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NY passes 1st US gun control bill since massacre

Assembly Speaker SheldSilver D-Manhattan walks Gov. Andrew Cuomo's office Capitol Tuesday Jan. 15 2013 Albany N.Y. The Assembly today is

Assembly Speaker Sheldon Silver, D-Manhattan, walks to Gov. Andrew Cuomo's office at the Capitol on Tuesday, Jan. 15, 2013, in Albany, N.Y. The Assembly today is expected to pass New York's Secure Ammunition and Firearms Enforcement Act which passed in the Senate last night. (AP Photo/Mike Groll)

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Updated: January 15, 2013 3:42PM



ALBANY, N.Y. — New York’s Assembly on Tuesday easily passed the toughest gun control law in the nation and the first since the Newtown, Conn., school shooting, calling for a tougher assault weapons ban and provisions to try to keep guns out of the hands of the mentally ill who make threats.

Gov. Andrew Cuomo pushed hard for the bill, which passed the Senate on Monday night. He is expected to quickly sign the measure into law.

“This is a scourge on society,” Cuomo said Monday night, six days after making gun control a centerpiece of his State of the State address. The bipartisan effort was fueled by the Newtown tragedy that took the lives of 20 first graders and six educators. “At what point do you say, ‘No more innocent loss of life’?”

The measure, which passed the Assembly 104-43, also calls for restrictions on ammunition and the sale of guns.

“This is not about taking anyone’s rights away,” said Sen. Jeffrey Klein, a Bronx Democrat, when the bill passed the Senate late Monday night. “It’s about a safe society ... today we are setting the mark for the rest of the county to do what’s right.”

Under current state law, assault weapons are defined by having two “military rifle” features such as folding stock, muzzle flash suppressor or bayonet mount. The proposal reduces that to one feature and includes the popular pistol grip.

Private sales of assault weapons to someone other than an immediate family will be subject to a background check through a dealer. New Yorkers also would be barred from buying assault weapons over the Internet, and failing to safely store a weapon could lead to a misdemeanor charge.

Ammunition magazines will be restricted to seven bullets, from the current 10, and current owners of higher-capacity magazines will have a year to sell them out of state. An owner caught at home with eight or more bullets in a magazine will face a misdemeanor charge.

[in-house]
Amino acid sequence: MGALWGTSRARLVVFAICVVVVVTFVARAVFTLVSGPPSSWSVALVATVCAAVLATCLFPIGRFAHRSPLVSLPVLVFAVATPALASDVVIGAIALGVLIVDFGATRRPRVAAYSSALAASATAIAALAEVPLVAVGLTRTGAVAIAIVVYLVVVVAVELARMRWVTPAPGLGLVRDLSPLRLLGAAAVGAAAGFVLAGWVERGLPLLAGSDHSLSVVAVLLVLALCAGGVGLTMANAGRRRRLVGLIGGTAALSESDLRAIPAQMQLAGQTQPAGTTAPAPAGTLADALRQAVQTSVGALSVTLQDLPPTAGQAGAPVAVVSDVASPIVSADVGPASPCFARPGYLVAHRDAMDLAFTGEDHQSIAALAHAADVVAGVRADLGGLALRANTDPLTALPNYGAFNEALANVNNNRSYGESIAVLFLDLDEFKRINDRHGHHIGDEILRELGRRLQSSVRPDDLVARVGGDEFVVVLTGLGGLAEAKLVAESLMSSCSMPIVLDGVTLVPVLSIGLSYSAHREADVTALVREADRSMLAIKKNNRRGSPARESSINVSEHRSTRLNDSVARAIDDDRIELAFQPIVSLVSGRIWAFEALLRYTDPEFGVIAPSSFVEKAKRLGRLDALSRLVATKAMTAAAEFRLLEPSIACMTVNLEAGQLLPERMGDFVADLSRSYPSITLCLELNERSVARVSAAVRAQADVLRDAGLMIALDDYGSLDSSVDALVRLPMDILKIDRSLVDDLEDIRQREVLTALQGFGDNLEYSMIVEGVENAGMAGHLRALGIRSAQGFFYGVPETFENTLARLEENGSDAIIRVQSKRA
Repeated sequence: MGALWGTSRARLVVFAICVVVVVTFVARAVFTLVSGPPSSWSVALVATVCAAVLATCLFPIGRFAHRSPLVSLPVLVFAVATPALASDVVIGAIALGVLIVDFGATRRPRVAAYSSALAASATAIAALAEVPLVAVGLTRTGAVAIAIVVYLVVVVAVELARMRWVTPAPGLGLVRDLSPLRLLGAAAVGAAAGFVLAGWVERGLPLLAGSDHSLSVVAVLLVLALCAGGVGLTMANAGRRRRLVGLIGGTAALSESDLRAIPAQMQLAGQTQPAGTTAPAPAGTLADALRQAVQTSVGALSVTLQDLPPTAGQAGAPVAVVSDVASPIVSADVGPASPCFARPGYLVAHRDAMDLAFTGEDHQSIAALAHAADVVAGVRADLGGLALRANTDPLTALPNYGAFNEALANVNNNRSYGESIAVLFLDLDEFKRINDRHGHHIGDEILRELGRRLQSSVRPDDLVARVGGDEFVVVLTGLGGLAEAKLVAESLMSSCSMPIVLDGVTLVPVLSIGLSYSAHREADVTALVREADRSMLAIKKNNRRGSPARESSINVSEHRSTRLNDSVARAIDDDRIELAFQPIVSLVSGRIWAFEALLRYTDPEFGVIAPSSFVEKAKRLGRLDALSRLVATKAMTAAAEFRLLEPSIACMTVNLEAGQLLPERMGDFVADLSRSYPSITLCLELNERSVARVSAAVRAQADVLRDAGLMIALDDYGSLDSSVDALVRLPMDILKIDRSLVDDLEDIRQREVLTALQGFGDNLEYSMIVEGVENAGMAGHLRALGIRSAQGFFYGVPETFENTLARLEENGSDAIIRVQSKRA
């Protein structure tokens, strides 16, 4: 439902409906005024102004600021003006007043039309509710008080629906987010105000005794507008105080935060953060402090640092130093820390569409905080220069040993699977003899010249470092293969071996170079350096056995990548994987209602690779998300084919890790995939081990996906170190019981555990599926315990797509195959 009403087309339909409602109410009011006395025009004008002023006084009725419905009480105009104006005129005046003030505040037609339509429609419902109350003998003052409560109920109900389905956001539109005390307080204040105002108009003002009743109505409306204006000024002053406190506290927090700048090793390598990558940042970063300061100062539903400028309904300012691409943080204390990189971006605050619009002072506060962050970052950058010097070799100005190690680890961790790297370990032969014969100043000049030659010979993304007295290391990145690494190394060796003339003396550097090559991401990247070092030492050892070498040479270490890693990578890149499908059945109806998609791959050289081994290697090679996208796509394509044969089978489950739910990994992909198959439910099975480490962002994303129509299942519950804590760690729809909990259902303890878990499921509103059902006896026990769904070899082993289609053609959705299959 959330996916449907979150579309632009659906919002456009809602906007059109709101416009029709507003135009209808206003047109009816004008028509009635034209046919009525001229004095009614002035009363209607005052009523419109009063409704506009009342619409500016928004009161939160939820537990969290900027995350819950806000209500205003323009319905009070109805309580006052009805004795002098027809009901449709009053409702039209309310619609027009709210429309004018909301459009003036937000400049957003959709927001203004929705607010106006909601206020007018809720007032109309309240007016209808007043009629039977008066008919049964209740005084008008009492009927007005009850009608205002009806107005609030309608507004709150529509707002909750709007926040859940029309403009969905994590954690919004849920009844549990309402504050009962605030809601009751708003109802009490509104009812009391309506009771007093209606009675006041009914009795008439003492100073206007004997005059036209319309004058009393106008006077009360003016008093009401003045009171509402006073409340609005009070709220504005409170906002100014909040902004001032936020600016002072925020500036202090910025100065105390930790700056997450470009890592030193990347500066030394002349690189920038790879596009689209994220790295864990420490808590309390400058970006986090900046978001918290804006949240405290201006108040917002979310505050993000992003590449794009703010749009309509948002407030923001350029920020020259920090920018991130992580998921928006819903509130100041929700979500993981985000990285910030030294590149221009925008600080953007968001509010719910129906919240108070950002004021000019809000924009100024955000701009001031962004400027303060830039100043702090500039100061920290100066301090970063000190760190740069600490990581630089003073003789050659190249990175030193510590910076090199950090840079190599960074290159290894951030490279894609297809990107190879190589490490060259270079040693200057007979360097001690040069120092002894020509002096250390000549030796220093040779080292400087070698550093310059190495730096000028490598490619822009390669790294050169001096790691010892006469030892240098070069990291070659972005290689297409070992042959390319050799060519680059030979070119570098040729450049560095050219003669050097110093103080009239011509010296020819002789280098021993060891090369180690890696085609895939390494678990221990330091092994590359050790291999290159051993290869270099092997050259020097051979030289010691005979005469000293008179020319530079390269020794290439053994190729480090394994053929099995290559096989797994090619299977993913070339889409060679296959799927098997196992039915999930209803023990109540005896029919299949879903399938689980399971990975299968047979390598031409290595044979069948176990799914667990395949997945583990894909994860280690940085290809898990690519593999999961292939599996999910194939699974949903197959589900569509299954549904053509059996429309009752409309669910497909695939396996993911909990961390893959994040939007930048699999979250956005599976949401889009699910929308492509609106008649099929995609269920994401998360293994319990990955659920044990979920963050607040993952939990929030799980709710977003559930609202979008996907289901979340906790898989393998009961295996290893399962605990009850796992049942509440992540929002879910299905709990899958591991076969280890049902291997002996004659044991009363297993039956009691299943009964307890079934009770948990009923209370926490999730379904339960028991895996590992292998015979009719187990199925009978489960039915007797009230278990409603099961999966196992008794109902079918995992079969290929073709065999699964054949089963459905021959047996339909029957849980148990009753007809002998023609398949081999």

Another provision places requirements on therapists, psychologists, registered nurses and licensed social workers who believe a mental health patient made a credible threat to use a gun illegally. They would be required to report such a threat to a mental health director, who would have to notify the state. Any registered handguns — or registered assault weapons purchased before the ban — could be taken from the patient.

The legislation also increases sentences for gun crimes including the shooting of a first responder that Cuomo called the “Webster provision.” Last month in the western New York town of Webster, two firefighters were killed after responding to a fire set by the shooter, who eventually killed himself.

The measure passed the Senate 43-18 on the strength of support from Democrats, many of whom previously sponsored bills that were once blocked by Republicans.

The governor confirmed the proposal, previously worked out in closed session, also mandate a police registry of assault weapons, grandfathering in the estimated 1 million assault weapons already in private hands.

It was agreed upon exactly a month since the Sandy Hook Elementary School tragedy.

“It is well-balanced, it protects the Second Amendment,” said Senate Republican leader Dean Skelos of Long Island.

Cuomo said he wanted quick action to avoid a run on assault weapons and ammunition.

Assemblyman Steve Katz said legislators were being “bullied.” He said the bill is “solely for the governor’s egotistical, misguided notion.”

Republicans argued the bill wouldn’t stop mass shootings or other gun crimes but instead turns law-abiding into potential criminals.

Republican Assemblyman James Tedisco said the bill was dangerous because it would give people a “false sense of well-being.”

“You are using innocent children killed by a mad man for own political agenda,” he said. “You are actually making people less safe.”

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Associated Press Writer Michael Gormley contributed to this report from Albany.



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